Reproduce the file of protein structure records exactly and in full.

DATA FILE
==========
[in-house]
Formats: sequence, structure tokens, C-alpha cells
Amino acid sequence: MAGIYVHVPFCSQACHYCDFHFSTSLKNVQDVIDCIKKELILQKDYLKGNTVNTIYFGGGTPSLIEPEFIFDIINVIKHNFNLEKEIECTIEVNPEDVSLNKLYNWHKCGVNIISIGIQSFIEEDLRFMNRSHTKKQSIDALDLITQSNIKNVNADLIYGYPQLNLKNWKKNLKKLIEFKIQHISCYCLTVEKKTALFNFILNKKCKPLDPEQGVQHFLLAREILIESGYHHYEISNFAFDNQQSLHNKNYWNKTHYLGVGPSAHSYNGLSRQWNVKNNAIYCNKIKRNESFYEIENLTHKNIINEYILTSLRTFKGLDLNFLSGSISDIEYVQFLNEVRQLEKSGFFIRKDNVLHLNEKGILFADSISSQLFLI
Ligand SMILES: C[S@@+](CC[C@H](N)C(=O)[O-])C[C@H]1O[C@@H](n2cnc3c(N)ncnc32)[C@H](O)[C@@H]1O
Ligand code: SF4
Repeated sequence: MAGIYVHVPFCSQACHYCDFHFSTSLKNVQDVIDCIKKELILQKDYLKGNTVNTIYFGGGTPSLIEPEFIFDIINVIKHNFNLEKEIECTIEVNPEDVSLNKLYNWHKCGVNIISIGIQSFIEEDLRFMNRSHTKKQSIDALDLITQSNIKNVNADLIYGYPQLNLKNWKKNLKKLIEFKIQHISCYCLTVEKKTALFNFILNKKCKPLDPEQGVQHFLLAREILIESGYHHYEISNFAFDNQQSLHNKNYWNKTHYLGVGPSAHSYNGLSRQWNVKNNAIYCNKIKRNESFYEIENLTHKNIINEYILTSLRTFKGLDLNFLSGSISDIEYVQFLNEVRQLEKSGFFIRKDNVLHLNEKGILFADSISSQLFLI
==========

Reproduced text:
[in-house]
Formats: sequence, structure tokens, C-alpha cells
Amino acid sequence: MAGIYVHVPFCSQACHYCDFHFSTSLKNVQDVIDCIKKELILQKDYLKGNTVNTIYFGGGTPSLIEPEFIFDIINVIKHNFNLEKEIECTIEVNPEDVSLNKLYNWHKCGVNIISIGIQSFIEEDLRFMNRSHTKKQSIDALDLITQSNIKNVNADLIYGYPQLNLKNWKKNLKKLIEFKIQHISCYCLTVEKKTALFNFILNKKCKPLDPEQGVQHFLLAREILIESGYHHYEISNFAFDNQQSLHNKNYWNKTHYLGVGPSAHSYNGLSRQWNVKNNAIYCNKIKRNESFYEIENLTHKNIINEYILTSLRTFKGLDLNFLSGSISDIEYVQFLNEVRQLEKSGFFIRKDNVLHLNEKGILFADSISSQLFLI
Ligand SMILES: C[S@@+](CC[C@H](N)C(=O)[O-])C[C@H]1O[C@@H](n2cnc3c(N)ncnc32)[C@H](O)[C@@H]1O
Ligand code: SF4
Repeated sequence: MAGIYVHVPFCSQACHYCDFHFSTSLKNVQDVIDCIKKELILQKDYLKGNTVNTIYFGGGTPSLIEPEFIFDIINVIKHNFNLEKEIECTIEVNPEDVSLNKLYNWHKCGVNIISIGIQSFIEEDLRFMNRSHTKKQSIDALDLITQSNIKNVNADLIYGYPQLNLKNWKKNLKKLIEFKIQHISCYCLTVEKKTALFNFILNKKCKPLDPEQGVQHFLLAREILIESGYHHYEISNFAFDNQQSLHNKNYWNKTHYLGVGPSAHSYNGLSRQWNVKNNAIYCNKIKRNESFYEIENLTHKNIINEYILTSLRTFKGLDLNFLSGSISDIEYVQFLNEVRQLEKSGFFIRKDNVLHLNEKGILFADSISSQLFLI